Details

Satellite Communications Payload and System


Satellite Communications Payload and System


IEEE Press 2. Aufl.

von: Teresa M. Braun, Walter R. Braun

84,99 €

Verlag: Wiley
Format: PDF
Veröffentl.: 21.07.2021
ISBN/EAN: 9781119384304
Sprache: englisch
Anzahl Seiten: 720

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Beschreibungen

SATELLITE COMMUNICATIONS PAYLOAD AND SYSTEM <p><b>A valuable reference on communications satellite systems</b><p>This book presents the state of the art in commercial communications satellite systems, thoroughly and in detail not to be found in any other book. These systems provide the television and some of the telephone and Internet services in use every day. The book focuses on the satellite payload, which consists of antennas, receivers, and transmitters. The book discusses the what, the how, and the why of various choices that have been made in currently operating systems.<p>The book is organized into three parts:<ol Type="1"><li>In-depth description of various payload units, not requiring specialist knowledge. For each unit and the payload as a whole, the architectures, the theory of operation, analysis, performance, and specifications are presented.</li><li>End-to-end system context in which the payload operates. Digital communications theory and satellite communications protocols are introduced. The time-varying properties of satellite-to-ground links are explored. Tips on system simulation are given.</li><li>Current commercial end-to-end satellite communications systems, in their grand variety. Emphasis is placed on the satellite payload and its interactions with the satellite bus, ground stations, and user terminals.</li></ol><p>The second edition adds the third part of the book. Payload unit descriptions have been updated and enlarged. The communications theory chapter has been upgraded and the protocols chapter added to briefly describe all the elements mentioned in part 3. Non-geostationary satellite considerations have been included throughout the book.<p>If you are a payload systems engineer, this book can serve as a valuable tool for expanding your knowledge base. If you’re a graduate student, it will guide your introductory learning. As an industry professional, you can make this book a go-to reference.
<p><b>1 Introduction 2</b></p> <p>1.1 End-to-End Satellite Communications System 2</p> <p>1.2 What the Book Is About 3</p> <p>1.3 Channel and Channel Sharing 3</p> <p>1.4 Payload 4</p> <p>1.5 Ground Transmitter and Ground Receiver 7</p> <p>1.6 System 8</p> <p>1.7 Conventions 8</p> <p>1.8 Book Sources 9</p> <p>1.9 Summary of Rest of Book 10</p> <p>References 12</p> <p><b>PART I. PAYLOAD 2</b></p> <p><b>2 Payload’s On-Orbit Environment 2</b></p> <p>2.1 What Determines Environment 2</p> <p>2.2 On-Orbit Environment and Mitigation by Spacecraft Bus 8</p> <p>2.3 General Effects of Mitigated Environment on Payload 19</p> <p>References 24</p> <p><b>3 Antenna Basics and Single-Beam Antenna 2</b></p> <p>3.1 Introduction 2</p> <p>3.2 Examples of Single-Beam Antenna 2</p> <p>3.3 General Antenna Concepts 3</p> <p>3.4 Reflector-Antenna Basics 9</p> <p>3.5 Steerable Single-Beam Antennas 15</p> <p>3.6 Reflector Technology for Single-Beam Antennas 16</p> <p>3.7 Horn for Single-Beam Antennas 17</p> <p>3.8 Other Antenna Components 20</p> <p>3.9 Antenna Pointing Error 24</p> <p>3.10 Antenna Autotrack 26</p> <p>3.11 Reflector-Antenna Inefficiencies 28</p> <p>3.12 Testing 32</p> <p>References 35</p> <p><b>4 Payload-Integration Elements 2</b></p> <p>4.1 Introduction 2</p> <p>4.2 Coaxial Cable vs. Waveguide 2</p> <p>4.3 Coaxial Cable 2</p> <p>4.4 Waveguide 7</p> <p>4.5 Other Integration Elements 13</p> <p>4.6 Redundancy Configurations 17</p> <p>4.7 Impedance Mismatch and Scattering Parameters 21</p> <p>References 26</p> <p><b>5 Microwave Filter 2</b></p> <p>5.1 Introduction 2</p> <p>5.2 Basics of Analog Filters 2</p> <p>5.3 Basics of Specifically Microwave Filters 7</p> <p>5.4 Technology for Bandpass Filters 13</p> <p>5.5 Filter Units 17</p> <p>5.6 Bandpass Filter Specification 23</p> <p>References 24</p> <p><b>6 Low-Noise Amplifier and Frequency Converter 2</b></p> <p>6.1 Introduction 2</p> <p>6.2 LNAs and Frequency Converters in Payload 2</p> <p>6.3 Nonlinearity of LNA and Frequency Converter 4</p> <p>6.4 Noise Figure 8</p> <p>6.5 Low-Noise Amplifier 8</p> <p>6.6 Frequency Converter 11</p> <p>6.7 Receiver 23</p> <p>6.A Appendix. Formula for Integrating Phase Noise Spectrum 24</p> <p>References 24</p> <p><b>7 Preamplifier and High-Power Amplifier 2</b></p> <p>7.1 Introduction 2</p> <p>7.2 HPA Concepts and Terms 2</p> <p>7.3 Traveling-Wave Tube Amplifier vs. Solid-State Power Amplifier 7</p> <p>7.4 Traveling-Wave Tube Subsystem 9</p> <p>7.5 Solid-State Power Amplifier 26</p> <p>References 34</p> <p><b>8 Payload’s Analog Communications Parameters 2</b></p> <p>8.1 Introduction 2</p> <p>8.2 Gain Variation with Frequency 4</p> <p>8.3 Phase Variation with Frequency 7</p> <p>8.4 Channel Bandwidth 9</p> <p>8.5 Phase Noise 10</p> <p>8.6 Frequency Stability 10</p> <p>8.7 Spurious Signals from Frequency Converter 10</p> <p>8.8 HPA Nonlinearity 11</p> <p>8.9 Near-Carrier Spurious Signals from HPA Subsystem 12</p> <p>8.10 Stability of Gain and Power-Out 13</p> <p>8.11 Equivalent Isotropic Radiated Power 14</p> <p>8.12 Figure of Merit G/Ts 15</p> <p>8.13 Saturation Flux Density 17</p> <p>8.14 Self-Interference 17</p> <p>8.15 Passive Intermodulation Products 19</p> <p>8.A Appendices 20</p> <p>References 21</p> <p><b>9 More Analyses for Payload Development 2</b></p> <p>9.1 Introduction 2</p> <p>9.2 How to Deal with Noise Figure 2</p> <p>9.3 How to Make and Maintain Payload Performance Budgets 4</p> <p>9.4 HPA Topics 16</p> <p>9.5 What Nonlinearity Does to Modulated Signal 20</p> <p>9.6 Simulating Payload Performance as a Function of Gaussian Random Variables 24</p> <p>References 24</p> <p><b>10 Processing Payload and Flexible Payload 2</b></p> <p>10.1 Introduction 2</p> <p>10.2 Processing Operations 7</p> <p>10.3 Non-Regenerative Processing Payloads 13</p> <p>10.4 Regenerative Payloads 16</p> <p>10.5 Communications Parameters of Digital Processing Payload 20</p> <p>References 20</p> <p><b>11 Multi-Beam Antenna and Phased Array 2</b></p> <p>11.1 Introduction 2</p> <p>11.2 MBA Introduction 3</p> <p>11.3 Reflector for MBA or Contoured Beam and Configuration of Feeds 6</p> <p>11.4 Horn and Feed Assembly for GEO 11</p> <p>11.5 Location of Radiating Elements in Offset-Fed Reflector MBA 16</p> <p>11.6 Single-Feed-Per-Beam MBA 19</p> <p>11.7 Phased Array Introduction 20</p> <p>11.8 Radiating Element of Phased Array 23</p> <p>11.9 Beam-Forming Network 27</p> <p>11.10 Applications of Phased Array 30</p> <p>11.11 Beam-Hopping 32</p> <p>11.12 Amplification of Phased Array 33</p> <p>11.13 Phased Array Pointing Error 39</p> <p>11.14 Mutual Coupling in Radiating-Element Cluster 40</p> <p>11.15 Testing MBA 41</p> <p>References 42</p> <p><b>PART II. END-TO-END SATELLITE COMMUNICATIONS SYSTEM 2</b></p> <p><b>12 Digital Communications Theory 2</b></p> <p>12.1 Introduction 2</p> <p>12.2 Signal Representation 2</p> <p>12.3 Filtering in General 7</p> <p>12.4 White Gaussian Noise 8</p> <p>12.5 End-to-End Communications System 9</p> <p>12.6 Bit Manipulation 10</p> <p>12.7 Modulation Introduction 14</p> <p>12.8 Memoryless Modulation 14</p> <p>12.9 Maximum-Likelihood Estimation 22</p> <p>12.10 Demodulation for Memoryless Modulation 23</p> <p>12.11 Modulation with Memory 32</p> <p>12.12 Maximum-Likelihood Sequence Estimation 34</p> <p>12.13 Demodulation for Modulation with Memory 34</p> <p>12.14 Bit Recovery 35</p> <p>12.15 Inter-Symbol Interference 36</p> <p>12.16 SNR, Es/N0, and Eb/N0 39</p> <p>12.A Appendix. Sketch of Proof That Pulse Transform and Signal Spectrum Are Related for Memoryless Modulation 41</p> <p>References 42</p> <p><b>13 Satellite Communications Standards 2</b></p> <p>13.1 Introduction 2</p> <p>13.2 Background 2</p> <p>13.3 Application Examples of First-Generation Standards 6</p> <p>13.4 Second-Generation DVB Communications Standards 8</p> <p>13.5 Satmode Communications Standard 15</p> <p>References 16</p> <p><b>14 Communications Link 2</b></p> <p>14.1 Introduction 2</p> <p>14.2 Primary Information Sources 2</p> <p>14.3 Link Availability 3</p> <p>14.4 Signal Power on Link 4</p> <p>14.5 Noise Level on Link 18</p> <p>14.6 Interference on Link 19</p> <p>14.7 End-to-End C/(N0 + I0) 29</p> <p>14.8 Link Budget 30</p> <p>14.9 Implementation Loss Item in Link Budget 32</p> <p>References 32</p> <p><b>15 Probabilistic Treatment of Downlink Margin for Multi-Beam Payload 2</b></p> <p>15.1 Introduction 2</p> <p>15.2 Multi-Beam-Downlink Payload Specifications 2</p> <p>15.3 Analysis Method 3</p> <p>15.4 Analysis Assumptions 4</p> <p>15.5 Repeater-Caused Variation of C and C/Iself and Nominal Value 5</p> <p>15.6 Combining Antenna-Caused Variation and Nominal Value into Repeater-Caused Variation 11</p> <p>15.7 Combining Atmosphere-Caused Variation into Payload-Caused Variation 14</p> <p>15.8 Optimizing Multi-Beam-Downlink Payload Specified on Link Availability 15</p> <p>15.A Appendix. Iteration Details for Optimizing Multi-Beam Payload Specified on Link Availability 16</p> <p><b>16 Model of End-to-End Communications System 2</b></p> <p>16.1 Introduction 2</p> <p>16.2 Considerations for Both Software Simulation and Hardware Emulation 2</p> <p>16.3 Additional Considerations for Simulation 6</p> <p>16.4 Additional Considerations for Emulation 15</p> <p>References 18</p> <p><b>PART III. SATELLITE COMMUNICATIONS SYSTEMS 2</b></p> <p><b>17 Fixed and Broadcast Satellite Services 2</b></p> <p>17.1 Introduction 2</p> <p>17.2 Satellite Television 2</p> <p>17.3 Regulations in General 4</p> <p>17.4 Fixed Satellite Service 4</p> <p>17.5 Broadcast Satellite Service 13</p> <p>References 17</p> <p><b>18 High-Throughput Satellites        2</b></p> <p>18.1 Introduction 2</p> <p>18.2 Frequency and Bandwidth 4</p> <p>18.3 Residential Internet HTS 6</p> <p>18.4 Commercial Communications HTS 13</p> <p>References 15</p> <p><b>19 Non-Geostationary Satellite Systems 2</b></p> <p>19.1 Introduction 2</p> <p>19.2 Iridium 3</p> <p>19.3 Globalstar 9</p> <p>19.5 O3b 14</p> <p>19.6 OneWeb 21</p> <p>19.7 Starlink 26</p> <p>19.8 Telesat LEO 32</p> <p>References 33</p> <p><b>20 Mobile Satellite Systems 2</b></p> <p>20.1 Introduction 2</p> <p>20.2 Thuraya 5</p> <p>20.3 Inmarsat-4 and Alphasat 12</p> <p>20.4 TerreStar/EchoStar XXI 27</p> <p>20.5 SkyTerra 35</p> <p>20.6 Inmarsat-5 (Global Xpress) F1-F4 44</p> <p>References 53</p>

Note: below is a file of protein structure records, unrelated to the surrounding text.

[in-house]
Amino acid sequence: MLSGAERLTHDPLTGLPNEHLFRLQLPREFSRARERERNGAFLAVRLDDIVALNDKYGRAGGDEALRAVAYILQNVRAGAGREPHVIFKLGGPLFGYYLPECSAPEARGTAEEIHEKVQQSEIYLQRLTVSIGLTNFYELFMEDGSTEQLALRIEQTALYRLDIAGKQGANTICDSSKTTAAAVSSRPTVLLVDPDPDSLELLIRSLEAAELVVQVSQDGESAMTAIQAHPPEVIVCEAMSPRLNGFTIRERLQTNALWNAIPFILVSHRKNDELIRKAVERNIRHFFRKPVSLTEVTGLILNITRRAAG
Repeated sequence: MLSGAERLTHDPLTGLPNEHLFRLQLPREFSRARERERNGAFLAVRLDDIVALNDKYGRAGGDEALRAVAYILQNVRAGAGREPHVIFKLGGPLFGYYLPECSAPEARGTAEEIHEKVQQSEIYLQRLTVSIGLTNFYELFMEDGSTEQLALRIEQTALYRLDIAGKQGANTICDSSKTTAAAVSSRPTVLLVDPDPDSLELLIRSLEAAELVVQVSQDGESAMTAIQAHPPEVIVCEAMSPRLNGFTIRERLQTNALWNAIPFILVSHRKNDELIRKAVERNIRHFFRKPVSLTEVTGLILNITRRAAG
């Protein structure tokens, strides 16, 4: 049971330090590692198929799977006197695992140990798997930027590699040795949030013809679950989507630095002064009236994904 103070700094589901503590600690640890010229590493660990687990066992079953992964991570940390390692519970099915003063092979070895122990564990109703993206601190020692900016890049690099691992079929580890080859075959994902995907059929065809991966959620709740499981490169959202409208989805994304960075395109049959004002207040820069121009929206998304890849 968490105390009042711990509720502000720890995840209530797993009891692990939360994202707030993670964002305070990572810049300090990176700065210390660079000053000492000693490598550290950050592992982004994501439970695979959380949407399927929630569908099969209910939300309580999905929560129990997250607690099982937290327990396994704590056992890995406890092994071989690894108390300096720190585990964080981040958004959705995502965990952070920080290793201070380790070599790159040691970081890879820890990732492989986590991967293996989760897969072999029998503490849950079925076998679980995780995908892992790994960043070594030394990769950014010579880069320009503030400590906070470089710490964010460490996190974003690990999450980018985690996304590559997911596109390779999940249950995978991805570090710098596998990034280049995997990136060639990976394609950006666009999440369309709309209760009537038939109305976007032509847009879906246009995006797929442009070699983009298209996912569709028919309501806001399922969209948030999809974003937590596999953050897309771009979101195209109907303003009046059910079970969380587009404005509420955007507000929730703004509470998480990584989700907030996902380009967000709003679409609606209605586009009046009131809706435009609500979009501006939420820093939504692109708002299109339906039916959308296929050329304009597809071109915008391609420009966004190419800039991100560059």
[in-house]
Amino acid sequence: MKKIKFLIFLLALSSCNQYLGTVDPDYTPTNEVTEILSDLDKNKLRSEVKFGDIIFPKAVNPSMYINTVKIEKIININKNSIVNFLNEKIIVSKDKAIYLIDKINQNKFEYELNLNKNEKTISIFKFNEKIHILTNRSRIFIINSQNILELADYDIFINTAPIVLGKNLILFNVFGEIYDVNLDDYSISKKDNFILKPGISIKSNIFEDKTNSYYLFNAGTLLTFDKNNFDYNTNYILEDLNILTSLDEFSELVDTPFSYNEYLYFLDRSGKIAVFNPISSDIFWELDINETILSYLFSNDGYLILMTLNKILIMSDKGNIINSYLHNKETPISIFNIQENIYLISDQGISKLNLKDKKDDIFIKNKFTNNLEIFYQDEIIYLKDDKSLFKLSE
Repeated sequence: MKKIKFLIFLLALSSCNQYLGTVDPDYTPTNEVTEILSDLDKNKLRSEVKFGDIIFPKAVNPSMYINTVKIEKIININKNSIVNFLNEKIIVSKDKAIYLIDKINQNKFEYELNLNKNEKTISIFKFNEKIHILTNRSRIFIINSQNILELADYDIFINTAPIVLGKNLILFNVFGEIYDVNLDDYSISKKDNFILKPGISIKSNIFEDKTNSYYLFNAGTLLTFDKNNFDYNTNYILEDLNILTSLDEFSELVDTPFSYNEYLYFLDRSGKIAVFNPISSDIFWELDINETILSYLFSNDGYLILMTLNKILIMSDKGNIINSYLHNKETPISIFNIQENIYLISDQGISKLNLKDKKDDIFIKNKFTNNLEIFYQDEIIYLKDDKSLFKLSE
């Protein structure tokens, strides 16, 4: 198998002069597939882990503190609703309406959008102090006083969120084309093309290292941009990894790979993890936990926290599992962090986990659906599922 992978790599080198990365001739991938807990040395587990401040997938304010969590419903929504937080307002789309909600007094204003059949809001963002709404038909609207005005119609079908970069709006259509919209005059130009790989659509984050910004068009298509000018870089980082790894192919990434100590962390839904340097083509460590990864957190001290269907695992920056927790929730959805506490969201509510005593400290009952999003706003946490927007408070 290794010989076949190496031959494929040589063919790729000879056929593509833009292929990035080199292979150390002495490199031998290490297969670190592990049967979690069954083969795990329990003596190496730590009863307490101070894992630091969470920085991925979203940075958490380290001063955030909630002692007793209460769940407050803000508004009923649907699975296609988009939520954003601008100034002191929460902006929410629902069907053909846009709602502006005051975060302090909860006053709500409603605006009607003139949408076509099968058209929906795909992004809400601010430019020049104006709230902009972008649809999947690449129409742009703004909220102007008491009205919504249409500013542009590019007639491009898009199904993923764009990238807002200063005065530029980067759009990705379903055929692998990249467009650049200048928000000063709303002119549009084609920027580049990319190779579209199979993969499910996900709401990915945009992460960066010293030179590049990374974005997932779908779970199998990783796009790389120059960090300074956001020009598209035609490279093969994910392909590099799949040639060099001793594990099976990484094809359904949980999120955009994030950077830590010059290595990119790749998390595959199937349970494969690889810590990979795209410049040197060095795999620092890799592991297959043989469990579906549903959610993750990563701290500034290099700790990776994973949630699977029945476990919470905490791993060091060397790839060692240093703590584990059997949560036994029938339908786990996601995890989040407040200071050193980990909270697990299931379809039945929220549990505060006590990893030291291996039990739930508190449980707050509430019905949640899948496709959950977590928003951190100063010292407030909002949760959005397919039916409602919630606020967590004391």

<p><b>Teresa M. Braun, PhD</b>, has 26 years of experience in satellite and ground systems and technology, including 23 years in communications and three years in navigation at major corporations. She is the author of the first edition of <i>Satellite Communications Payload and System</i> and the co-proprietor of Braun Communications Consulting GmbH in Switzerland.</p><p><b>Walter R. Braun, PhD,</b> has over 40 years of experience in communication systems technology and analysis in the areas of satellite, military, mobile, powerline, and secure communications, mostly in Switzerland. He is the co-proprietor of Braun Communications Consulting GmbH.</p>
<p><b>A valuable reference on communications satellite systems</b></p><p>This book presents the state of the art in commercial communications satellite systems, thoroughly and in detail not to be found in any other book. These systems provide the television and some of the telephone and Internet services in use every day. The book focuses on the satellite payload, which consists of antennas, receivers, and transmitters. The book discusses the what, the how, and the why of various choices that have been made in currently operating systems.</p><p>The book is organized into three parts:</p><ol Type="1"><li>In-depth description of various payload units, not requiring specialist knowledge. For each unit and the payload as a whole, the architectures, the theory of operation, analysis, performance, and specifications are presented.</li><li>End-to-end system context in which the payload operates. Digital communications theory and satellite communications protocols are introduced. The time-varying properties of satellite-to-ground links are explored. Tips on system simulation are given.</li><li>Current commercial end-to-end satellite communications systems, in their grand variety. Emphasis is placed on the satellite payload and its interactions with the satellite bus, ground stations, and user terminals.</li></ol><p>The second edition adds the third part of the book. Payload unit descriptions have been updated and enlarged. The communications theory chapter has been upgraded and the protocols chapter added to briefly describe all the elements mentioned in part 3. Non-geostationary satellite considerations have been included throughout the book.</p><p>If you are a payload systems engineer, this book can serve as a valuable tool for expanding your knowledge base. If you’re a graduate student, it will guide your introductory learning. As an industry professional, you can make this book a go-to reference.</p>